Back in the dark ages of January, 2012, my colleague Alysia Santo wrote a thoughtful piece about how journalism schools were—or were not—equipping their students with the tools and know-how they need to protect their digital information and communications. Many professors Santo interviewed expressed concern about cyber-security threats, and she reported that general awareness of the issue was “certainly spreading.” But at the same time, most academics she spoke to also said that there were no formal training programs in their curricula that would teach students about, say, encryption.

She wrote that piece a little under two years ago, and a lot has happened since then: Edward Snowden’s revelations about NSA surveillance; the Department of Justice’s subpoena of AP phone records; the legal battles of James Risen and James Rosen, and on and on. The technical and legal threats to journalists and their sources have been in place for a long time, but there is now such stark evidence of them that journalists can no longer claim ignorance as a reason not to take the necessary precautions with their data.

Reached again this week, educators Santo interviewed say that, despite these high-profile cases, digital security is still only starting to find a place in their journalism classes. Many of them liken it to computer-assisted reporting or data visualization—there’s a recognition that these skills are vital to the industry as a whole, but there’s disagreement about how they should be incorporated into the curriculum, given a limited amount of time, and whether or not all students should be required to study them in order to earn a degree.

Anecdotally, though, professionals and students do at least seem more aware of the risks to their digital data, and more receptive to solutions, than they may have been in the past. They might just not know where to start. Investigative journalist Steve Doig, whom Santo interviewed for her piece last year, said this week that he now has audience members lining the walls and sitting in the aisles when he gives his talk “Spycraft: Keeping your sources private.” It’s the same talk he’s been giving for years, but the demand for it has exploded.

Frank Smyth has worked with the Committee to Protect Journalists to develop a guide to help reporters evaluate and respond to all types of threats, as well as a guide specifically on digital security basics for the Medill School of Journalism at Northwestern University, both of which he has said can help fill the void until journalism schools get their act together. “Digital Safety for Journalists should be a three credit-hour elective at every school, and it should be recommended, if not mandatory for anyone focused on investigative journalism, national security or, down the road, even school board meetings,” Smyth writes in an email.

Many professors agree with Smyth, and want to see a separate, dedicated class or workshop on digital security incorporated into the curriculum. Geanne Rosenberg, a professor at Baruch College and the CUNY Graduate School of Journalism, told Santo in 2012 that she lectured her students “in general terms” about risk, without getting into technical details, but that she was very interested in seeing journalism schools increase their focus on the topic. Reached this week for a followup, Rosenberg pointed to her colleague Sandeep Junnarkar’s brand new cyber-security “module” debuting this semester. The course description says it will cover specific tools for secure communication, file storage, and general computer health (for instance, how to “permanently delete the content of your trash”).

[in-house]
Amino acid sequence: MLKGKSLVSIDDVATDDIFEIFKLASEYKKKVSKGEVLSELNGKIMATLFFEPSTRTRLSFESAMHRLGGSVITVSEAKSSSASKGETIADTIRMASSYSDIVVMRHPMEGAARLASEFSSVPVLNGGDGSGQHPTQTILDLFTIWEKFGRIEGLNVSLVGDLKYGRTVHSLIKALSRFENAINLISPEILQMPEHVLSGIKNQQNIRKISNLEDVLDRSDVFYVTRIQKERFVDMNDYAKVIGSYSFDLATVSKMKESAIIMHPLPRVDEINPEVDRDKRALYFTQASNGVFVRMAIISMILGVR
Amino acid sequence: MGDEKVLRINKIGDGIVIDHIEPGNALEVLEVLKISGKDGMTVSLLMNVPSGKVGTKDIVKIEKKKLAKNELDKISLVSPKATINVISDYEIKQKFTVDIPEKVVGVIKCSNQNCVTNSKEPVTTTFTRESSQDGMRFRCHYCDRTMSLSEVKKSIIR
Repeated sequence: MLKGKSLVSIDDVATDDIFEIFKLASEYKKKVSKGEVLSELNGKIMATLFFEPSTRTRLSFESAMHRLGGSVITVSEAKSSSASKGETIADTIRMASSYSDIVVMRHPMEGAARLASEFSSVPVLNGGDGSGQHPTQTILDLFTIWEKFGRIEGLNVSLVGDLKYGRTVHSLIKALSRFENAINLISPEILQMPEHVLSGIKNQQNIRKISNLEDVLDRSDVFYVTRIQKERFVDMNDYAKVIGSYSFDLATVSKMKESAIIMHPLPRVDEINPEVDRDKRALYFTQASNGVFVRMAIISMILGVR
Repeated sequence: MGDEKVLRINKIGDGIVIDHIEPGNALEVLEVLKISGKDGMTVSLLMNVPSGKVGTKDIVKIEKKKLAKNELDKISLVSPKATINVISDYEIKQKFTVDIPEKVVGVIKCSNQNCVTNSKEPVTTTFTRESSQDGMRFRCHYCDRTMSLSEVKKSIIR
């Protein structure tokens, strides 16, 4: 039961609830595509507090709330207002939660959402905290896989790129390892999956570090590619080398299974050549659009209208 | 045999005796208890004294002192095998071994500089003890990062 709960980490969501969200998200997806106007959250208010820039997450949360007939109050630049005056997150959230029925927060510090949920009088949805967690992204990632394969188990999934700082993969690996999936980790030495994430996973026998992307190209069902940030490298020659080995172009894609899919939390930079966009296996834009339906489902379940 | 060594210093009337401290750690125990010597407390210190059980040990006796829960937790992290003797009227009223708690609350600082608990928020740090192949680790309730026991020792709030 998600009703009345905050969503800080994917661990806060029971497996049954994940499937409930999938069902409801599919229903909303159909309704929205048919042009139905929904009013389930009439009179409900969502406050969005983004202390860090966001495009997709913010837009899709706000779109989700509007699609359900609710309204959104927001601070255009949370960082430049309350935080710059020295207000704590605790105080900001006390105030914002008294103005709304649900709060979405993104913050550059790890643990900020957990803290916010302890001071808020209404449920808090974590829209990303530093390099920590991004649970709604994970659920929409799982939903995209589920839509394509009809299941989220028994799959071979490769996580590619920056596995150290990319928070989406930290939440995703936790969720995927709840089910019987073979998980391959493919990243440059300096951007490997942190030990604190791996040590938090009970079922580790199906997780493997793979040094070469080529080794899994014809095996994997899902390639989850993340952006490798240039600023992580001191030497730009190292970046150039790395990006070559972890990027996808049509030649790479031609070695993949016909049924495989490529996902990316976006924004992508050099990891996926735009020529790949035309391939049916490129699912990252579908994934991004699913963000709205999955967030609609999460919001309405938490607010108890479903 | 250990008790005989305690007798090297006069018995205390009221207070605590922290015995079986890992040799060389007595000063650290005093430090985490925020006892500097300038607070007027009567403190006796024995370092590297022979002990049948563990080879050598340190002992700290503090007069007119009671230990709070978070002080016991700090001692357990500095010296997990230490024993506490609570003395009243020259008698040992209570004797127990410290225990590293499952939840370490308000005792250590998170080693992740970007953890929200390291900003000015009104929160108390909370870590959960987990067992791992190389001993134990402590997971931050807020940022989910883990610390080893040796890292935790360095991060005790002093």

It can also make sense to teach digital security in the context of other classes, rather than separating it out into its own category. Another CUNY journalism professor, New York Times reporter Andy Lehren, says that he mentions tools like Tor and public and private keys in his international reporting classes. Jane Kirtley, who teaches at the University of Minnesota’s School of Journalism and Mass Communication, says that she has been disappointed with her colleagues’ response to this gap in the school’s curriculum—but that at least she knows the students will hear about it from her, in the program’s required media law course. It’s not enough to teach the basic legal concepts of tort and libel, says Kirtley; she’s also got to warn her students about the threat of hackers and third-party subpoenas.

Kirtley also says that one positive outcome of the Snowden revelations of NSA surveillance has been a more widespread awareness of digital security issues in general. The NSA isn’t a threat to reporters’ everyday work, but it’s such an explosive story that it has gotten people thinking about all of the other threats out there, too. “Even the students who are the most disconnected from the news have heard about that—and it has made them think twice about the security of their communications,” she says.

The basic concepts of digital security also fit logically into classes that teach investigative reporting and computer-based research. Charles Seife, a professor of investigative journalism at the Arthur L. Carter Journalism Institute at New York University whom Santo interviewed (and who, in fact, recently came out as a former NSA employee) says now that the school’s curriculum hasn’t changed since then, nor have his views on the topic.

“I believe that by teaching students the incredible power of information—how to use even tiny information leaks to knit together a skein of knowledge about a subject—they naturally become much more aware of how valuable and fragile a resource information is…they then (often) become much more jealous of guarding their own,” Seife wrote in an email. “Infosec is, in many ways, the flip side of digital investigative reporting—any course which goes deep into the latter will typically give a lot of information about the former.”

Another important question, aside from how to teach these concepts, is who exactly needs to learn them. Should digital security training be required for all graduates? Or should it be offered as some sort of elective? Or, maybe that’s a false dichotomy; maybe there’s a better and entirely different way to think about it?